It's hard to increase your vSphere infrastructure resources in a short time when you don't have a plan. It's easy...
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to buy and rent equipment and install vSphere to add new servers to your cluster, but you will have to buy the licenses for that, and is that really the best approach? Or, do you buy more memory or disks for your existing servers to satisfy the short term resource shortage? You might be spending a lot of money on a solution that in hindsight would not have been the best choice. So be prepared when you need to provide more resources for your virtualization environment.
First, monitor your usage and use the trends from the analysis tools to identify problems before they occur. A tool, such as vCenter Operations Manager (vCOPs), can predict when you will run out of resources. These tools can help determine the best and most cost-effective solution. In addition, vCOPS will also help identify resource usage waste in your vSphere infrastructure. You could be running VMs with too many vCPUs, too much RAM or using excessive disk space. When you reconfigure those machines in your environment, you might be able to reduce the resource usage sufficiently enough to keep running your virtualized data center or at least extend the time you have before running out of resources.
Stay in house or use the cloud?
First things first, you have to make a decision in a timely manner on how to provide more resources for your vSphere infrastructure. Are you going to grow your own data center or has the time come to move your resources to a provider of compute resources, such as with VMware's vCloud Hybrid Service (vCHS)?
How do you want to add resources?
When you decide to add resources to your existing vSphere environment, there are two general approaches:
- Scale up and increase the resources of existing servers/storage/networking, or
- scale out and add more servers/storage/networking to your environment.
One important thing to investigate is where you are running short on resources. When memory is the bottleneck, the simple solution could be to just add more RAM. Remember that when you add more VMs to your host, the number of vCPUs also increases and a new bottleneck might present itself.
When you need more compute resources, that is more difficult to correct. Depending on your server's architecture and motherboard, it might be possible to swap a dual-core processor with a quad-core CPU or replace it with a faster CPU, but this could be an expensive solution with a small gain. It's not as simple as adding memory or adding disks to you host or storage solution. CPU-compatibility with regards to vMotion is something else to watch out for.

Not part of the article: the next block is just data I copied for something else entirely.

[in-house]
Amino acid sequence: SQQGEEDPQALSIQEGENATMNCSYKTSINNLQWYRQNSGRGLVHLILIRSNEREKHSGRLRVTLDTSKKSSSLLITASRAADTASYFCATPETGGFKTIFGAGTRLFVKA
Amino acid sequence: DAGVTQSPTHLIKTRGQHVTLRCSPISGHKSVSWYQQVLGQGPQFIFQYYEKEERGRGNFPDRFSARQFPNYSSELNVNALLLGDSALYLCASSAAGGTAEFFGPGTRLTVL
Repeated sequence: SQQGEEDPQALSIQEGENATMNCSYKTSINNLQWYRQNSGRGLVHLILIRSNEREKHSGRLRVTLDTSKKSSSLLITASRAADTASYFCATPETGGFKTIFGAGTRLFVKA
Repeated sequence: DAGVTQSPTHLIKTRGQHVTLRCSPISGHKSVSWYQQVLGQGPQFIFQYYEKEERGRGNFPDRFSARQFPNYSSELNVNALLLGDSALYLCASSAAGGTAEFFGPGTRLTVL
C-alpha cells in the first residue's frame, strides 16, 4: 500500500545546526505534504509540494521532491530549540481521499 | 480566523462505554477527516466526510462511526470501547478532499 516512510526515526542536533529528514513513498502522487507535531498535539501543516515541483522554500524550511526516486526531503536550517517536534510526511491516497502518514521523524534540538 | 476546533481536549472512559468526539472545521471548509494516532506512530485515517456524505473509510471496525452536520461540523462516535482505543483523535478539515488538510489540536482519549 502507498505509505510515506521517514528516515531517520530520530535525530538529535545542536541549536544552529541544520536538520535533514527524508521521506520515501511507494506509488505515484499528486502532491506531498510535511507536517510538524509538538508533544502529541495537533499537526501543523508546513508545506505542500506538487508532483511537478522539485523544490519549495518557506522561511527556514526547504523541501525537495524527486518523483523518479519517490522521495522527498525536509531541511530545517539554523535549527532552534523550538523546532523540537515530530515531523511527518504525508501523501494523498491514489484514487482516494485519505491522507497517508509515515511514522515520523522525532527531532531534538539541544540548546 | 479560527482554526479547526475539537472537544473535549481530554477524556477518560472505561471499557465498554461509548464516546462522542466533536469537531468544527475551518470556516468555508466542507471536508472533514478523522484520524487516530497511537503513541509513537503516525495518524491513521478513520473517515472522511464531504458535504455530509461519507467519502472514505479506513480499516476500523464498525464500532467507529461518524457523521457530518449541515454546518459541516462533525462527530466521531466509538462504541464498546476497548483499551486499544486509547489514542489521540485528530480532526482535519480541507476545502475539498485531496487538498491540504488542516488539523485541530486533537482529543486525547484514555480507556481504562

When you scale up
When scaling up hosts to run more VMs, the impact when a server fails is bigger. You also need to re-examine spare capacity in a high availability cluster. An advantage of scaling up is you won't have to buy additional vSphere licenses, since they are sold on a per-CPU basis. As a result, the amount of RAM or number of cores per CPU doesn't matter.
When you scale out
With the scale-out option, adding new servers brings more CPU power and memory. You might be able to buy faster CPUs but keep your vMotion compatibility in mind. An advantage of the scale-out approach is resources are spread throughout your cluster, which decreases the impact in case of a failure. An important disadvantage is the additional vSphere licenses you might have to purchase. Also, new servers will have to be connected to the physical network and storage network, which requires space.
A third option -- scale away
Another approach is to run workloads on the vSphere environment of a public cloud provider. This allows you to create new VMs on demand and rapidly provide additional applications and services for your business. There are several VMware vCloud Service Providers that use vSphere as the base for their cloud, as well as VMware with vCHS.
In addition to creating new VMs when needed, scale away allows administrators to move existing workloads to a cloud provider. VMware customers can use vCloud Connector to connect, view, copy and operate vSphere-virtualized applications across vSphere-based environments.
A benefit of running workloads in a provider's cloud environment is you can scale up and scale down when demand fluctuates without investing in new hardware. For example, when you're unsure of how many resources a business application -- running in a tiered, multi-VM environment -- uses, you can operate it in the cloud first, which can pinpoint the needed resources. It also gives you time to order the right hardware and schedule moving the workload to your own data center.
Running workloads in your private cloud and a public cloud gives you the flexibility to resize your virtualization environment very rapidly, which will buy you time to look for the best solution that could be right under your nose.
Rob Bastiaansen asks:
How have you coped with heavier business demands in your vSphere environment?
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